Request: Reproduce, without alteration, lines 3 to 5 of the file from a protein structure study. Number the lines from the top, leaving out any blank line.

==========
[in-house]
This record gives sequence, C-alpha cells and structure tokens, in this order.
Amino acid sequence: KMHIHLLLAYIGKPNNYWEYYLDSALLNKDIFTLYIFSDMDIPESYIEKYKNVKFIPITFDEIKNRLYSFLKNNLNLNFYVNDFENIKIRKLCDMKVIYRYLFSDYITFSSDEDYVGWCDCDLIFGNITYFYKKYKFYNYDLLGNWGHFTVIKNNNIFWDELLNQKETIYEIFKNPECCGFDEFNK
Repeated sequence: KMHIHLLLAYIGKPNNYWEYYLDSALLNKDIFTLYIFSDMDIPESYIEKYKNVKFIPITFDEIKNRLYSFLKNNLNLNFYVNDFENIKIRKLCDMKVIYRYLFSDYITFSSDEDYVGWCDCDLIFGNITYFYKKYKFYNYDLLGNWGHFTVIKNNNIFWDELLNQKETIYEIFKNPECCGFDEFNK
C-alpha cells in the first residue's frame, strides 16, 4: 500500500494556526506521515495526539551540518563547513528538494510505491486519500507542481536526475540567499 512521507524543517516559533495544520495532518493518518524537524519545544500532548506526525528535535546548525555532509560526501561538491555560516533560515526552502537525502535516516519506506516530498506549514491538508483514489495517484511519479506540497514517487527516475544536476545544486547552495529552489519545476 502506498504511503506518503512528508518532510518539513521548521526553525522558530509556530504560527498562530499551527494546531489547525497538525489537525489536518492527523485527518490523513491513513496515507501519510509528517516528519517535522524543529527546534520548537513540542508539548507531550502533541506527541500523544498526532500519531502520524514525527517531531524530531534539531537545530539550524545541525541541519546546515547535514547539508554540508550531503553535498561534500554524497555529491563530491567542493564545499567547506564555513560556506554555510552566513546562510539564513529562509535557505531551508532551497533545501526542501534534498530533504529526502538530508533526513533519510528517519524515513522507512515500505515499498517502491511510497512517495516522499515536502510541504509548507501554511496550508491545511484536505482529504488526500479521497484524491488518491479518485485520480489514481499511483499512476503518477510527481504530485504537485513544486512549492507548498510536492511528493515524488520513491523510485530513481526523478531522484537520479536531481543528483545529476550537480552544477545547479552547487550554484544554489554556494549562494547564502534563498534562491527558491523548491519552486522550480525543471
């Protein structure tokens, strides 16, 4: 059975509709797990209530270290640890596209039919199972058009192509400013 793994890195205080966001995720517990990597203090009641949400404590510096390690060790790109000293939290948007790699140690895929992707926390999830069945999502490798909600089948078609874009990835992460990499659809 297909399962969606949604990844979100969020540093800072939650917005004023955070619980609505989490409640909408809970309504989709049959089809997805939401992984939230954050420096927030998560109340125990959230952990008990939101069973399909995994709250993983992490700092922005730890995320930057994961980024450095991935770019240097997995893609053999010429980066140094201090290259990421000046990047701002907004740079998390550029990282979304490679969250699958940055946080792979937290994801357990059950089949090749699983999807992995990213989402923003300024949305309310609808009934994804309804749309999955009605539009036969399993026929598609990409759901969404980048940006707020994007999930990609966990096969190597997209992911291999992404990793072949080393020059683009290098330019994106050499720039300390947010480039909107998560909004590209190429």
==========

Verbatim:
Amino acid sequence: KMHIHLLLAYIGKPNNYWEYYLDSALLNKDIFTLYIFSDMDIPESYIEKYKNVKFIPITFDEIKNRLYSFLKNNLNLNFYVNDFENIKIRKLCDMKVIYRYLFSDYITFSSDEDYVGWCDCDLIFGNITYFYKKYKFYNYDLLGNWGHFTVIKNNNIFWDELLNQKETIYEIFKNPECCGFDEFNK
Repeated sequence: KMHIHLLLAYIGKPNNYWEYYLDSALLNKDIFTLYIFSDMDIPESYIEKYKNVKFIPITFDEIKNRLYSFLKNNLNLNFYVNDFENIKIRKLCDMKVIYRYLFSDYITFSSDEDYVGWCDCDLIFGNITYFYKKYKFYNYDLLGNWGHFTVIKNNNIFWDELLNQKETIYEIFKNPECCGFDEFNK
C-alpha cells in the first residue's frame, strides 16, 4: 500500500494556526506521515495526539551540518563547513528538494510505491486519500507542481536526475540567499 512521507524543517516559533495544520495532518493518518524537524519545544500532548506526525528535535546548525555532509560526501561538491555560516533560515526552502537525502535516516519506506516530498506549514491538508483514489495517484511519479506540497514517487527516475544536476545544486547552495529552489519545476 502506498504511503506518503512528508518532510518539513521548521526553525522558530509556530504560527498562530499551527494546531489547525497538525489537525489536518492527523485527518490523513491513513496515507501519510509528517516528519517535522524543529527546534520548537513540542508539548507531550502533541506527541500523544498526532500519531502520524514525527517531531524530531534539531537545530539550524545541525541541519546546515547535514547539508554540508550531503553535498561534500554524497555529491563530491567542493564545499567547506564555513560556506554555510552566513546562510539564513529562509535557505531551508532551497533545501526542501534534498530533504529526502538530508533526513533519510528517519524515513522507512515500505515499498517502491511510497512517495516522499515536502510541504509548507501554511496550508491545511484536505482529504488526500479521497484524491488518491479518485485520480489514481499511483499512476503518477510527481504530485504537485513544486512549492507548498510536492511528493515524488520513491523510485530513481526523478531522484537520479536531481543528483545529476550537480552544477545547479552547487550554484544554489554556494549562494547564502534563498534562491527558491523548491519552486522550480525543471